2. We are closing our programme in Ha Mahase at the end of August. The children are older and like in Majapereng, better able to survive this. Unfortunately, there is not the knowledge or skill base to have an income generating project, so this programme cannot continue in any way. We are leaving the village with vital infrastructure to operate a feeding programme so if they find food, they will be able to operate on an ad hoc basis.  

3. We will continue with the three remaining villages which we can afford to feed in until September. There are many very young children and the first 1000 days of their lives are critical in terms of their long term health. Hunger and malnutrition at an early age is a devastating start in life. This is why they have been prioritised over other needy children, but the future of these three villages depends entirely on our ability to fundraise until the Milk Project becomes profitable.

4. In the meantime we are starting the pilot of the Milk Project; buying two cows when the border with South Africa opens, meanwhile land (that has been loaned to keep the pilot costs low) is being prepared and secured.

We owe a huge debt of thanks to our incredible colleagues who have taken a voluntary pay freeze, even though their salaries could never adequately compensate them for the utterly selfless long hours they commit to improving the lives of the children.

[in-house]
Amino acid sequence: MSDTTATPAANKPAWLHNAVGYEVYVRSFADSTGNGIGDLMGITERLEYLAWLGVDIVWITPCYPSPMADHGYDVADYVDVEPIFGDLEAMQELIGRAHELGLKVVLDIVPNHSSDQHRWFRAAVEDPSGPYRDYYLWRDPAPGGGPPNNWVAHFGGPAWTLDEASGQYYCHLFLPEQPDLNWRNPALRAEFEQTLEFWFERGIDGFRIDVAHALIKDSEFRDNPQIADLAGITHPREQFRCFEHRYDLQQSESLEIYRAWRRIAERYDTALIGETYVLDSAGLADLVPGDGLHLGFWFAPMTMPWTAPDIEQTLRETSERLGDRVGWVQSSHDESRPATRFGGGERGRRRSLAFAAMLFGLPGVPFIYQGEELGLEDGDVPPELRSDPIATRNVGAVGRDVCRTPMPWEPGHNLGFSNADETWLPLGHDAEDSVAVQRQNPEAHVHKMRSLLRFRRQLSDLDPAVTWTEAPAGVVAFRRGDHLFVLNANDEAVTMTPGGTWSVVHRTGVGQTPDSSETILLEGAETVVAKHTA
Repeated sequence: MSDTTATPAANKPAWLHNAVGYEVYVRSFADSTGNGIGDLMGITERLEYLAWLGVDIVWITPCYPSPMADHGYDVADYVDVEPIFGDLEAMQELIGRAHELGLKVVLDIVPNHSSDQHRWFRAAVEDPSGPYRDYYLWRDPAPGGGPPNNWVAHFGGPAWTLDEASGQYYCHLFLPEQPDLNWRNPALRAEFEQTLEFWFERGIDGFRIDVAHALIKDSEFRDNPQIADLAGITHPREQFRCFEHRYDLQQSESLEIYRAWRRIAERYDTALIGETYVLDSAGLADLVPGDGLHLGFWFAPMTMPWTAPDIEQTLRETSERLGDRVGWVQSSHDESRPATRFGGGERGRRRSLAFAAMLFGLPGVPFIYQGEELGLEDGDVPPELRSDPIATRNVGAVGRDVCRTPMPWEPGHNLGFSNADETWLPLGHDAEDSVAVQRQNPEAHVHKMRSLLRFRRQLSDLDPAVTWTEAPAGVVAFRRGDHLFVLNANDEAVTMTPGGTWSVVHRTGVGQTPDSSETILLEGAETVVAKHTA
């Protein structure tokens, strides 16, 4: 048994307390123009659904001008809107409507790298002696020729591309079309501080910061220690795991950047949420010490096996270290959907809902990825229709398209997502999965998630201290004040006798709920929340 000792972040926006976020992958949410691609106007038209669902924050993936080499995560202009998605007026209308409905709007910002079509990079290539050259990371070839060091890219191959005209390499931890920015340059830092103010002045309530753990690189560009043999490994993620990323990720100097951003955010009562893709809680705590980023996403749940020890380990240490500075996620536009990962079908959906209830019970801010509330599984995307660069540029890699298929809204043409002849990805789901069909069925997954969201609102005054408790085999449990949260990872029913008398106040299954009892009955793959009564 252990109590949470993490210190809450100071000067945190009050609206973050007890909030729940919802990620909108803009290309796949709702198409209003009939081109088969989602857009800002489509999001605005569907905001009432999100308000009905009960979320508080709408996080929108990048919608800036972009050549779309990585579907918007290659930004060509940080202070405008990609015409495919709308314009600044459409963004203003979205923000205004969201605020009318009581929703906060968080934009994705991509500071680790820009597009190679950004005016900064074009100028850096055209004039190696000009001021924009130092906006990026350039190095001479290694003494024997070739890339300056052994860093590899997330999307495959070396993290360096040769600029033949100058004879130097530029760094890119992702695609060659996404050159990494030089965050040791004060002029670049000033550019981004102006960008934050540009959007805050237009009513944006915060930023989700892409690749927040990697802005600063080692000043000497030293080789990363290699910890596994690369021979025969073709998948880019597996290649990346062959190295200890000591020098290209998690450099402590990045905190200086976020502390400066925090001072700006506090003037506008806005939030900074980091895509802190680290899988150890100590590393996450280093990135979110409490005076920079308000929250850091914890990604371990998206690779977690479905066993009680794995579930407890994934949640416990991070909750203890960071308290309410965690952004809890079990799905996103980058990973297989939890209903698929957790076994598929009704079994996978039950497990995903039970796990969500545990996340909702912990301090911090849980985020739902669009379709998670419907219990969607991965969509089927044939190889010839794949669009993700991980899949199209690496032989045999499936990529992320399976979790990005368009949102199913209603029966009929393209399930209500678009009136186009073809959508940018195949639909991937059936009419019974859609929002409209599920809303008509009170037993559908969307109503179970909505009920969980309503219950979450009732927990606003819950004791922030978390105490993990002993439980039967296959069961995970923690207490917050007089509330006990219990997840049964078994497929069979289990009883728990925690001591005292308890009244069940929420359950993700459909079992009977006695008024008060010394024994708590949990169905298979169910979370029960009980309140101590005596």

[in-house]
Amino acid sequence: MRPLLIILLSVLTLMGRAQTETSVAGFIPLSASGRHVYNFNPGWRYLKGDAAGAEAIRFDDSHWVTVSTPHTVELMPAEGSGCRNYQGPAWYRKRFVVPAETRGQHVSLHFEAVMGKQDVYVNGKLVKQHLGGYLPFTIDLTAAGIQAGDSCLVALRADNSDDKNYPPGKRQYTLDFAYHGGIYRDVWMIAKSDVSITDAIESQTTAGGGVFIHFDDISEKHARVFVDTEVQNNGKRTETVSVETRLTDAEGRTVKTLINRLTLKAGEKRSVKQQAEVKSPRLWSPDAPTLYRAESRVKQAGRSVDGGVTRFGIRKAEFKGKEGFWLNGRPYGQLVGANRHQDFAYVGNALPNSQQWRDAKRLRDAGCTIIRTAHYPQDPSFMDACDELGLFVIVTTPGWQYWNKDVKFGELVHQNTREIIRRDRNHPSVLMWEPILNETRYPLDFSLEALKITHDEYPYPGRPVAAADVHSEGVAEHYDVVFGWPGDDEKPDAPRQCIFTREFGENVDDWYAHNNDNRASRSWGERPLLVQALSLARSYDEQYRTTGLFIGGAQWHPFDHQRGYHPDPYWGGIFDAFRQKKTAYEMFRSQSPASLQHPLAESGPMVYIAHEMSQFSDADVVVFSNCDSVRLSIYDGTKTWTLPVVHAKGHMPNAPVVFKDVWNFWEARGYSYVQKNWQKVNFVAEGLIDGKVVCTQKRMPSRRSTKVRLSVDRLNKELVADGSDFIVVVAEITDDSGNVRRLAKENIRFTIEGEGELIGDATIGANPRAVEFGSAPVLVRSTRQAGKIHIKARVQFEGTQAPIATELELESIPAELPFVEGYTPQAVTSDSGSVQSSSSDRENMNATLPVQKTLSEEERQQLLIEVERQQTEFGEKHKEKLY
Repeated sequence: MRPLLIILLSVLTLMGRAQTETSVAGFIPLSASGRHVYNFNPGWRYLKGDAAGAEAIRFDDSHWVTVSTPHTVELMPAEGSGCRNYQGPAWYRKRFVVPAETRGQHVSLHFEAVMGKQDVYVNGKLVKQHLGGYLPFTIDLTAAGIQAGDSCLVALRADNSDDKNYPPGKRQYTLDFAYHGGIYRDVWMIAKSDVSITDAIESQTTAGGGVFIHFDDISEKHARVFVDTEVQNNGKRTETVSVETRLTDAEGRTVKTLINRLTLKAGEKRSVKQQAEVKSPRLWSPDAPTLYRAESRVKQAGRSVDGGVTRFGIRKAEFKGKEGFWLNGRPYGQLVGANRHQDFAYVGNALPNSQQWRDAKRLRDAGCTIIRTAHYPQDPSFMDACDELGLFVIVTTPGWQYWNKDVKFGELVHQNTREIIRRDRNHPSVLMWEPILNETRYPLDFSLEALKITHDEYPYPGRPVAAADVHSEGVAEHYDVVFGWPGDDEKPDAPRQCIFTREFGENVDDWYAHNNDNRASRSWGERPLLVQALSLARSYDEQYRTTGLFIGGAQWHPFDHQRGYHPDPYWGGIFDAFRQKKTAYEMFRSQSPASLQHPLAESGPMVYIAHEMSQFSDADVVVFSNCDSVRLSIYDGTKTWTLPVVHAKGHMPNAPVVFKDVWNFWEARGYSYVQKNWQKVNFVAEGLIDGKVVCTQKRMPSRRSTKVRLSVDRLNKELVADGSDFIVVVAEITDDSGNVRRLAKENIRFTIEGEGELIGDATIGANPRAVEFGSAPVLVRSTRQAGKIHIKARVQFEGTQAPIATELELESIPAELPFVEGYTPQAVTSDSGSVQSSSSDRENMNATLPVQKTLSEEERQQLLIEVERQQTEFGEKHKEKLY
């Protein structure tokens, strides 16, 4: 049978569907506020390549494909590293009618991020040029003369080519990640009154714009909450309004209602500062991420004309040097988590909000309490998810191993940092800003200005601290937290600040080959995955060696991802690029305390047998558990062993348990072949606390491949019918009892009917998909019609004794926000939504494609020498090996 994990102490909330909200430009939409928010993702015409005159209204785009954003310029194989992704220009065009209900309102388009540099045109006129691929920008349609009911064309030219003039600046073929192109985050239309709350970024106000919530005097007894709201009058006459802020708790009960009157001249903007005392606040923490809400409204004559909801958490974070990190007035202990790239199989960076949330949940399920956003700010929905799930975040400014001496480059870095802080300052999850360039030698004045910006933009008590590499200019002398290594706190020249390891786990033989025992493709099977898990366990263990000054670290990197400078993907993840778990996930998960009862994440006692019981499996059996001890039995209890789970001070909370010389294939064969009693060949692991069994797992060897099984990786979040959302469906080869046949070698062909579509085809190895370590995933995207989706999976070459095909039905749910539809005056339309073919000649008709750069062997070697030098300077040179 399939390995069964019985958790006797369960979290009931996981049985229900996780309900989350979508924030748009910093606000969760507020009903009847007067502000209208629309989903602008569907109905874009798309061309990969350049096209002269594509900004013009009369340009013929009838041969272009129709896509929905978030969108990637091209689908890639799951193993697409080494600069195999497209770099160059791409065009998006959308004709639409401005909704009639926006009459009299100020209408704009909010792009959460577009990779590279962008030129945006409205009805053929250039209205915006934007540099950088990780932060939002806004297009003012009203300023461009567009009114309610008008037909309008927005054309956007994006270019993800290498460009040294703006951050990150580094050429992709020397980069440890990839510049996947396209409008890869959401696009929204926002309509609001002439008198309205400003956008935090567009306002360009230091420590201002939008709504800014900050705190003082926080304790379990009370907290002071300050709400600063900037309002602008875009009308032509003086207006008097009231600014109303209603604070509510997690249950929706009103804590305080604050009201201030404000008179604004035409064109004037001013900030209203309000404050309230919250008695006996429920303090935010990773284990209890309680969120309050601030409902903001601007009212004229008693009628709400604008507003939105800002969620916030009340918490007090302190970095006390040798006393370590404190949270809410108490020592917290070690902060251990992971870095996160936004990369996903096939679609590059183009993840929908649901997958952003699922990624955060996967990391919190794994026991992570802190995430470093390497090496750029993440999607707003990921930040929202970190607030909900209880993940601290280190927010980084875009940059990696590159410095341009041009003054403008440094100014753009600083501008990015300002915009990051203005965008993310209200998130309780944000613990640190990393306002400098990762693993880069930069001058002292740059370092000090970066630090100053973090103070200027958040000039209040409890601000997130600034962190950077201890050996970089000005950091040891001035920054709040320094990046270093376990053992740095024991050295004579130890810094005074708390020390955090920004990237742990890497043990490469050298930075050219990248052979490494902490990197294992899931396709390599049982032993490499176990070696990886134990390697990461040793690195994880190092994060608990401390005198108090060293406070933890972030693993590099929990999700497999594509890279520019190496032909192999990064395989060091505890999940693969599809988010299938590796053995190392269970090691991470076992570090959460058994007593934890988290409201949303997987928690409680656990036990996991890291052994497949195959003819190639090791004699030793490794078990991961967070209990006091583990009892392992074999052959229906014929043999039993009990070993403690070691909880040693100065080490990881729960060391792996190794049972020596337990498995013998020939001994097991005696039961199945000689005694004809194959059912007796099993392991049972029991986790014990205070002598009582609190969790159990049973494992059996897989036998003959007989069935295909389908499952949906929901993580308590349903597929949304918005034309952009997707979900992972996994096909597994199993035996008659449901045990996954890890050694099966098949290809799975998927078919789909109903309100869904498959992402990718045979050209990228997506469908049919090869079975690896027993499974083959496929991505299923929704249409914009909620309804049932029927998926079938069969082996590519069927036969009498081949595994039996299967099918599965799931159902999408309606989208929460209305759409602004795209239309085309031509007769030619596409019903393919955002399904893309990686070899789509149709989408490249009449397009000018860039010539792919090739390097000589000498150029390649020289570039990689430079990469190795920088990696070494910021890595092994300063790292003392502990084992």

The support we receive from you remains critical to our success and we are hopeful that this will continue.


Although we aim to have Msizi Africa Lesotho standing on its own two feet as soon as possible, we still welcome income in the form of direct debits, ad hoc donations and event attendance. We will never turn down a donation even after the Milk Project becomes profitable. This is because we want to move to the position of being a Grant Maker offering support to further facilitate income generation projects which could expand and diversify to other agricultural areas. This will enable more children to be fed in the long term.

If you have any questions or concerns as to the path that we have chosen, I would be delighted to discuss them with you. For Msizi Africa to have done its job well, we really should no longer be here – but when there is a risk of that happening too early and without an exit plan, it’s time to make urgent changes so we exit in the right way at the right time.

A huge and heartfelt thank you for everything that you have done, and continue to do for us.  We look forward to updating you as soon as we have news to share.  


Please keep donating at and if you have any questions please contact me at [email protected] 

All our very best wishes,

Lucy Herron

Founding Trustee

Because of the covid 19 lockdown, we have been unable to fundraise which has resulted in a significant drop in our income. We are very sad to announce that we have to cut the number of villages we feed in from five to three, with the very painful reality that 57 children will now go without food every day. It is their only lifeline and one which we never, ever wanted to cut. We are truly sorry for the devastating impact this will have on the children.